There is no immediate prospect of removing Libya from a list of areas deemed high risk by London's marine insurance market, and underwriters will seek a stable period in the country before looking at a de-listing, a market official said on Monday.

Libyan government tanks and snipers put up a scattered, last-ditch resistance in Tripoli on Monday, after rebels swept into the heart of the capital, cheered on by crowds hailing the end of Moammar Gadhafi's 42 years in power.

In March, the Joint War Committee (JWC), which groups syndicate members from the Lloyd's Market Association (LMA) and representatives from London's insurance company market, added Libya to a list of area it considered high risk for merchant vessels and prone to war, strikes, terrorism and related perils.

There is no immediate prospect that Libya would be taken off the listed areas if hostilities were declared over, said LMA senior technical executive Neil Roberts.

Every situation is different, but underwriters would certainly be looking for a stable period in the country before considering whether to de-list, he told Reuters.

The London marine insurance market plays an influential role in the global marine insurance industry.

It would be unrealistic to take it off in the short term and the situation would be monitored in respect of enhanced risks to maritime assets, Roberts said, referring to Libya.

Simply being listed does not mean that additional charges will be made automatically, but it does give insurers the chance to assess the risks they are faced with and react accordingly.

The heightened risk of damage to oil tankers and targeted western sanctions on Gadhafi's government have virtually paralysed shipping activity in recent months.

It will probably take some time to remove the sanctions, which, as these things are wont to be, were imposed on Libya writ large, said J.Peter Pham with the Atlantic Council think tank.

However at least in the short term, there will increased activity as the oil majors and others jockey to position themselves to do business with the new powers that be in the country.


OPEC member Libya was producing about two percent of global oil output or 1.6 million barrels per day before the war and has reserves to sustain that level of production for 80 years.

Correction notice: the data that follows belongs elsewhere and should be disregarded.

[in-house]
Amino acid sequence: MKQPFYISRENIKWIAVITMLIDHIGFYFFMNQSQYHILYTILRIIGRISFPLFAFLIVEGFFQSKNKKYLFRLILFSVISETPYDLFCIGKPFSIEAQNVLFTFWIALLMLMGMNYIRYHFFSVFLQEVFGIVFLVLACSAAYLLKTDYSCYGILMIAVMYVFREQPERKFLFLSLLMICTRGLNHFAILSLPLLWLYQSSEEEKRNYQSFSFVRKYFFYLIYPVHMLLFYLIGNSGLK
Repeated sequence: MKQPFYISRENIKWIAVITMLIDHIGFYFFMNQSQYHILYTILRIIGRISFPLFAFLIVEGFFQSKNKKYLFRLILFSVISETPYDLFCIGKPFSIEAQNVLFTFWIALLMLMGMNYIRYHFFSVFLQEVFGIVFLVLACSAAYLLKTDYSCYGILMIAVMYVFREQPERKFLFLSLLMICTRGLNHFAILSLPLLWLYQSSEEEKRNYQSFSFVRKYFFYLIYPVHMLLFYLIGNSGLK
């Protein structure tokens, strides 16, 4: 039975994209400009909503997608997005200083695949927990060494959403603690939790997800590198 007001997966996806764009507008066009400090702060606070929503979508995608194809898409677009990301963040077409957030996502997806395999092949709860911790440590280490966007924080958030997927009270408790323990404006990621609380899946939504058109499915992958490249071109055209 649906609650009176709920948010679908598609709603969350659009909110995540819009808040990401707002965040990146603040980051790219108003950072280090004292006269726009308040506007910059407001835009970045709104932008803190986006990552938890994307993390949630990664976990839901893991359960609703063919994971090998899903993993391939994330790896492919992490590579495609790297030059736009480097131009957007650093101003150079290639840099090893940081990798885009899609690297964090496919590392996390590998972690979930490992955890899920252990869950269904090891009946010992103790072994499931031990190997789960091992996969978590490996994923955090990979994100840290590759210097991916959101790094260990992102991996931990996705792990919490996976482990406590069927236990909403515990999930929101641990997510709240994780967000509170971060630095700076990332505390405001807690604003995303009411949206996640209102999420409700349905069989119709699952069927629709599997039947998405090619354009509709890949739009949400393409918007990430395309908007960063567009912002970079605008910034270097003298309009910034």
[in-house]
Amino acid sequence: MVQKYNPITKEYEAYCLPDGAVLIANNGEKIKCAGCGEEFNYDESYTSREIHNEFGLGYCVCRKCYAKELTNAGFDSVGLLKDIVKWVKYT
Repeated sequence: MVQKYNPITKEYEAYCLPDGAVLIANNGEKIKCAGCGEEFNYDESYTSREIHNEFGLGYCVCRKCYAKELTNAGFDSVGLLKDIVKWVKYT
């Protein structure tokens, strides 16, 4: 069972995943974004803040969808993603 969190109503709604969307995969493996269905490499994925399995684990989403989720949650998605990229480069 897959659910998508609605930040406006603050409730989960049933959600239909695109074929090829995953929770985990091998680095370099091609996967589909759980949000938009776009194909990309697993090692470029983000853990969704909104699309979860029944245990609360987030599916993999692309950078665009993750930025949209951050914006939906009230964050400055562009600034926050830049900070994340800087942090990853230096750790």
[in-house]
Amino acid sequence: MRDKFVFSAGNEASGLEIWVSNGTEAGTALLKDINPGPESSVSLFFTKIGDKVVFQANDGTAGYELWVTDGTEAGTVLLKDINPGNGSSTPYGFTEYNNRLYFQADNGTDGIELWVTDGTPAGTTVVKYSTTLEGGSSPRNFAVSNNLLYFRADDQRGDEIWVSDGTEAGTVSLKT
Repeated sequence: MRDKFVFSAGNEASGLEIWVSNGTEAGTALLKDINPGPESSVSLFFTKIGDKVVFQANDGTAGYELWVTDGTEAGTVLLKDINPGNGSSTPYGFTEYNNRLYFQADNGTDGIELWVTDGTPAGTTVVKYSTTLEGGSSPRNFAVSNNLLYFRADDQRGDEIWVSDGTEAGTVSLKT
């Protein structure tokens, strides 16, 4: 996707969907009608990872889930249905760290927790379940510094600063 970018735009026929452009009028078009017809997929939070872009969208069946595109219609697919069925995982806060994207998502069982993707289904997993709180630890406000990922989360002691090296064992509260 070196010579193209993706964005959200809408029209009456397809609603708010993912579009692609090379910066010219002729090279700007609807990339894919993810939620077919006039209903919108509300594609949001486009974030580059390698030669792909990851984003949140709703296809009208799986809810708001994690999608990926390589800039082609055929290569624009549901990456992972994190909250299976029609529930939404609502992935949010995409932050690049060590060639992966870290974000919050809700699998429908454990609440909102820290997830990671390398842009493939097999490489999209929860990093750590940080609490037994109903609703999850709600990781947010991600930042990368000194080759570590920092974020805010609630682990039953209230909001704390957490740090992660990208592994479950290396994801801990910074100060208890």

Aframax tankers on the Mediterranean route, which transport the majority of Libya's crude oil, normally carry up to 600,000 barrel loads. Average aframax earnings had jumped to nearly $50,000 a day in early March when fighting prompted a scramble by buyers to get cargoes out of Libya.

Earnings then dropped and reached $3,277 a day on Friday as West African crude, shipped in larger tankers, replaced Libyan cargoes.

Staff from Libya's leading foreign oil producer, Italy's Eni, arrived in Libya looking into a restart of oil facilities in the east of the country despite continued fighting in Tripoli in the west.

A resumption of production and exports would be ... negative for Brent prices and positive for shipping. However, expectations are not for a big increase in output in the short term due to likely damage to infrastructure and wells, RS Platou Markets said on Monday.

Tanker brokers said they expected enquiry from Libya to pick up in the coming weeks, although a ship glut would cap gains.

It won't be too long before we start seeing interest for aframaxes, and owners are likely to be okay with voyages to eastern Libya, a shipping source said. It should help rates, although it's unlikely that they are going to soar.

Analysts said risks for commercial shipping would remain, given the potential splits among the rebels and tribal rivalries.

As we have seen these last months, conflict in Libya tends to play out along the coasts and in port cities and, should it come to blows, those ships which will be crowding the docks will be the right in the middle of it, said Pham.